Even for those who speak German, the word Merz may be difficult to translate. Coined in 1919 by the avant-garde artist Kurt Schwitters (1887-1948), Merz is more of an idea than an object; more of an approach to art than art itself. A truncated version of the German word for “commerce”, Merz describes an artistic ambition to “make connections, preferably between everything in the world.” Epitomized by the collage, the art form that Schwitters helped develop in the first half of the 20th century, Merz involves appropriating supposedly meaningless everyday objects and imbuing them with artistic value. This is accomplished by wrenching them from their conventional contexts, thus stripping them of all previous functions and associations, and focusing instead on their aesthetic properties: form, texture, shape and color.
The new exhibition Kurt Schwitters: Color and Collage, at the Menil Collection, is the first American retrospective since 1985 on this seminal member of the avant-garde. Including roughly 100 assemblages, reliefs, sculptures and collages, the exhibition focuses upon Schwitters’ Merz productions from the 1920s and 1940s. Organized by Isabel Schulz, editor of the accompanying catalog, executive director of the Kurt and Ernst Schwitters collection and the curator of the Kurt Schwitters Archive at the Sprengel Museum in Hanover, this collection offers the first opportunity in 25 years for Americans to focus on the works of the man who inspired such modern greats as Robert Rauschenberg and Jasper Johns. As Schulz writes in a catalog essay on Schwitters’ Merz technique, once these objects have been removed from the context of the world and replaced in the context of art, their sole remaining function becomes their color value within the picture itself. Thus newspaper clippings and advertisements are denuded of their social connotations and subsequently re-presented as a collection of colors, a compilation of different textures and materials.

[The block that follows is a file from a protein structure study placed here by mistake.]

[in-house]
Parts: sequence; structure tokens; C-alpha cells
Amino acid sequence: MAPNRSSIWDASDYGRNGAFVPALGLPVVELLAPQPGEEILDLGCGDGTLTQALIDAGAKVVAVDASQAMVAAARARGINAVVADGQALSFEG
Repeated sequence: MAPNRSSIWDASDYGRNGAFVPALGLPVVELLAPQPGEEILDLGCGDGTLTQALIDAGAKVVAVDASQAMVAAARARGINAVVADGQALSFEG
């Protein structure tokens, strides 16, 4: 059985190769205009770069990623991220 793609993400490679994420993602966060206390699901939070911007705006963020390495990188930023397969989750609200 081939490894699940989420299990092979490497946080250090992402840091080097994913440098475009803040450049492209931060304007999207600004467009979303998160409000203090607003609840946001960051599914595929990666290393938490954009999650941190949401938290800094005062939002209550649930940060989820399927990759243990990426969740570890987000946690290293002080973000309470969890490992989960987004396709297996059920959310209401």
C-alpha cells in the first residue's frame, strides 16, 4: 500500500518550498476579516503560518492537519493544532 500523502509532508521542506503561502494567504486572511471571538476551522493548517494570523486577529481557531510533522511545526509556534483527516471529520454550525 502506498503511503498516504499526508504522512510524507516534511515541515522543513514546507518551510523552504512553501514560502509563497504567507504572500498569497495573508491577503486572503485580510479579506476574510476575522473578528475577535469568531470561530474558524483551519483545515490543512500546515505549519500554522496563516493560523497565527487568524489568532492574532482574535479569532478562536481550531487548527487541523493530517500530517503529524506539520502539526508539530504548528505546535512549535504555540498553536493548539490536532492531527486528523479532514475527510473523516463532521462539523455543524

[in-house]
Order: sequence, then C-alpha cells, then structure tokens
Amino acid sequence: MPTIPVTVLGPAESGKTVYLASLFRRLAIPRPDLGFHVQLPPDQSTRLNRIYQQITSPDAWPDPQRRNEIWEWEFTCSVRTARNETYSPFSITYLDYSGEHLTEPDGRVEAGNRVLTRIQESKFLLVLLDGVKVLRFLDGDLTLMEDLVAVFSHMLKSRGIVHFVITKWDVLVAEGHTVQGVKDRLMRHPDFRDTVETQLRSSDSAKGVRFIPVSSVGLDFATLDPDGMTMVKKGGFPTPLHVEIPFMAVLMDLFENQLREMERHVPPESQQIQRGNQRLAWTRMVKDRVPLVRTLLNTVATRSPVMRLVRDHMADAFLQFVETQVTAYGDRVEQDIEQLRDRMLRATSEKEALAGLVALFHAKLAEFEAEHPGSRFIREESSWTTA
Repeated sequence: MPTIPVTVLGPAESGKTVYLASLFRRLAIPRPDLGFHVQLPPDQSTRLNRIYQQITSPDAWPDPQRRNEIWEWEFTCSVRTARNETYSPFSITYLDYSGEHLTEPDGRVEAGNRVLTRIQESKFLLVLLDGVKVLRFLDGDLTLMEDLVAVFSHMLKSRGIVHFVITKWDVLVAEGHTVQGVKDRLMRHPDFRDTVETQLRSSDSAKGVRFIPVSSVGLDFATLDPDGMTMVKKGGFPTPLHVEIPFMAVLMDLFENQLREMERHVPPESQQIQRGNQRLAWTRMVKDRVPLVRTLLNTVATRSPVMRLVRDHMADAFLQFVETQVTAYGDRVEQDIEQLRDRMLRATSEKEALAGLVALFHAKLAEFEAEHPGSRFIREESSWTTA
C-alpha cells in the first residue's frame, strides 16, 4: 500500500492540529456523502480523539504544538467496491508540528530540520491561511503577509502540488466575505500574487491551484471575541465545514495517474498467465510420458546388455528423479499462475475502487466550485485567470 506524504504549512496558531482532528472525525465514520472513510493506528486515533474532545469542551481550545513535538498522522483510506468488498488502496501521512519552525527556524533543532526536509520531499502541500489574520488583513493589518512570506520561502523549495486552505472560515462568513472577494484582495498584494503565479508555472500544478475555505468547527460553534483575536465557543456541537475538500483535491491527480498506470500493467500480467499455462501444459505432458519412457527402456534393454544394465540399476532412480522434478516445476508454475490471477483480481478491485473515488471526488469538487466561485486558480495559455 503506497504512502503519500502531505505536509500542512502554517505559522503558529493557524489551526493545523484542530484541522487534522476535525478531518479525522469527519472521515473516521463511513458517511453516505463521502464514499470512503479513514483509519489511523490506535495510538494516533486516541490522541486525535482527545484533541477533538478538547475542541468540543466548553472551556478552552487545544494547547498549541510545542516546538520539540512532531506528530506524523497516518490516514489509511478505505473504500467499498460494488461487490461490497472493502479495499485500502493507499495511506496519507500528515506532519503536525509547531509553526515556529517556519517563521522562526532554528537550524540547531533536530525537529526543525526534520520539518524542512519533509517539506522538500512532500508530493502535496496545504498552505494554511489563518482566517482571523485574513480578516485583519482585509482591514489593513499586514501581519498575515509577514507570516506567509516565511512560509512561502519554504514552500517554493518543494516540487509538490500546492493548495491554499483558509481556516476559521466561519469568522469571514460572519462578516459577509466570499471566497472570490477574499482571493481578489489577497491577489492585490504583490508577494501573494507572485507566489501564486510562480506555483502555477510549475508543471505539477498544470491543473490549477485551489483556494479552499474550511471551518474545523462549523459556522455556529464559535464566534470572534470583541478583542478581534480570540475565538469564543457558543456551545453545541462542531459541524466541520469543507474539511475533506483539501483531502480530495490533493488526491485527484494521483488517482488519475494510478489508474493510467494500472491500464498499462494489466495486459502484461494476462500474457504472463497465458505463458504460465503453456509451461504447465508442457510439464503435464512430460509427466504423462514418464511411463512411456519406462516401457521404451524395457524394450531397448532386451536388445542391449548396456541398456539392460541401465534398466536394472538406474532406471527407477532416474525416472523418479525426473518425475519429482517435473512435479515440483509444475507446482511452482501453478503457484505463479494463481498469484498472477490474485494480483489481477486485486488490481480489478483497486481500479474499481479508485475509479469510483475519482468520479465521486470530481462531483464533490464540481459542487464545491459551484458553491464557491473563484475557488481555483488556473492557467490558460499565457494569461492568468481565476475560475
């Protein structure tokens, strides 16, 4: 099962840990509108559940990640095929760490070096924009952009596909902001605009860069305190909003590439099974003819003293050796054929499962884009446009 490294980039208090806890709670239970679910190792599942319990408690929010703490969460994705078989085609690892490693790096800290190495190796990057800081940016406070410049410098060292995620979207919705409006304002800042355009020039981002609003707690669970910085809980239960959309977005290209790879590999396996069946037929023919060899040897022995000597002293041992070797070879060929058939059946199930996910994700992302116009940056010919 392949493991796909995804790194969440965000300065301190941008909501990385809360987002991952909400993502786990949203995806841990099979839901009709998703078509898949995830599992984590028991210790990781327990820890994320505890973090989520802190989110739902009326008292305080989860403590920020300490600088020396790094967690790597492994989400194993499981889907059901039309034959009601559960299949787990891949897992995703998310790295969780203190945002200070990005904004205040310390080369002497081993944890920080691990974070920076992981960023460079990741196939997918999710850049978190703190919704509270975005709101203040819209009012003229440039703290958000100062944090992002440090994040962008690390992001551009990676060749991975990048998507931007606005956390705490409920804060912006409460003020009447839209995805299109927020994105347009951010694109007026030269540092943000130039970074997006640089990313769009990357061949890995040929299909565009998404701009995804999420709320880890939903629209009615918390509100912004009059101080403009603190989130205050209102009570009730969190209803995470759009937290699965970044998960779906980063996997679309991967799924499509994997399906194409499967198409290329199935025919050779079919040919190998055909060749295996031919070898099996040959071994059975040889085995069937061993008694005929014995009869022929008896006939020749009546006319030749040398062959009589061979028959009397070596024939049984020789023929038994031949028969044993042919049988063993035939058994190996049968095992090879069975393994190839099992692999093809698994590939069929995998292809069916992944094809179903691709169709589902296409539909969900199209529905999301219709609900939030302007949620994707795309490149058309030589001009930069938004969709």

One of the centerpieces of this travelling exhibition is a fully reconstructed version of the Merzbau, a free-standing structure assembled according to the Merz aesthetic. A lifelong project of Schwitters, representing the culmination of the artist’s attempts to unify the artistic and the mundane, the Merzbau is a room-size walk-in sculpture constructed of found materials. As Schwitters describes it,
I do by no means construct an interior for people to live in…I am building an abstract (cubist) sculpture into which people can go…I am building a composition without boundaries; each individual part is at the same time a frame for the neighboring parts, [and] all parts are mutually interdependent.
Although the original Merzbau was destroyed during the bombings of Hanover during World War II, this replica presents a unique opportunity to see and experience Merz art in its fullest embrace.
Kurt Schwitters: Color and Collage will be at the Menil Collection until January 30, 2011. The collection will then travel to the Princeton University Art Museum for the spring of 2011 before heading out west to the Berkeley Art Museum in August.